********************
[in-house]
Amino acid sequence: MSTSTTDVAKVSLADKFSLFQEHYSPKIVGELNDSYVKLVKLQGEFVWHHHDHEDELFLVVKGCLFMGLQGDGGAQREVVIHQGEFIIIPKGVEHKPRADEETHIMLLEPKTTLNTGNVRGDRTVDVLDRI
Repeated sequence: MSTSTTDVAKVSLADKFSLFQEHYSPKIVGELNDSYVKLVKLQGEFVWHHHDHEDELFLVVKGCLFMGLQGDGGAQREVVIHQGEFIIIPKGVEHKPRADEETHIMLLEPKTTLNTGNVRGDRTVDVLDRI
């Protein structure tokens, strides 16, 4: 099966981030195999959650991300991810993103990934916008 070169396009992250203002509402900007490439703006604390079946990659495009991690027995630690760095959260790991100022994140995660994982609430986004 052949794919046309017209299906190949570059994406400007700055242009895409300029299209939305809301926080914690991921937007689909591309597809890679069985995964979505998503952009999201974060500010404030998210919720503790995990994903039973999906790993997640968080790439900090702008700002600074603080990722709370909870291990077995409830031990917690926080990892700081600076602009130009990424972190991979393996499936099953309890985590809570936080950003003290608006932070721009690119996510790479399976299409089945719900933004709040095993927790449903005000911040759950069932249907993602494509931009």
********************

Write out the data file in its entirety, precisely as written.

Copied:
[in-house]
Amino acid sequence: MSTSTTDVAKVSLADKFSLFQEHYSPKIVGELNDSYVKLVKLQGEFVWHHHDHEDELFLVVKGCLFMGLQGDGGAQREVVIHQGEFIIIPKGVEHKPRADEETHIMLLEPKTTLNTGNVRGDRTVDVLDRI
Repeated sequence: MSTSTTDVAKVSLADKFSLFQEHYSPKIVGELNDSYVKLVKLQGEFVWHHHDHEDELFLVVKGCLFMGLQGDGGAQREVVIHQGEFIIIPKGVEHKPRADEETHIMLLEPKTTLNTGNVRGDRTVDVLDRI
């Protein structure tokens, strides 16, 4: 099966981030195999959650991300991810993103990934916008 070169396009992250203002509402900007490439703006604390079946990659495009991690027995630690760095959260790991100022994140995660994982609430986004 052949794919046309017209299906190949570059994406400007700055242009895409300029299209939305809301926080914690991921937007689909591309597809890679069985995964979505998503952009999201974060500010404030998210919720503790995990994903039973999906790993997640968080790439900090702008700002600074603080990722709370909870291990077995409830031990917690926080990892700081600076602009130009990424972190991979393996499936099953309890985590809570936080950003003290608006932070721009690119996510790479399976299409089945719900933004709040095993927790449903005000911040759950069932249907993602494509931009």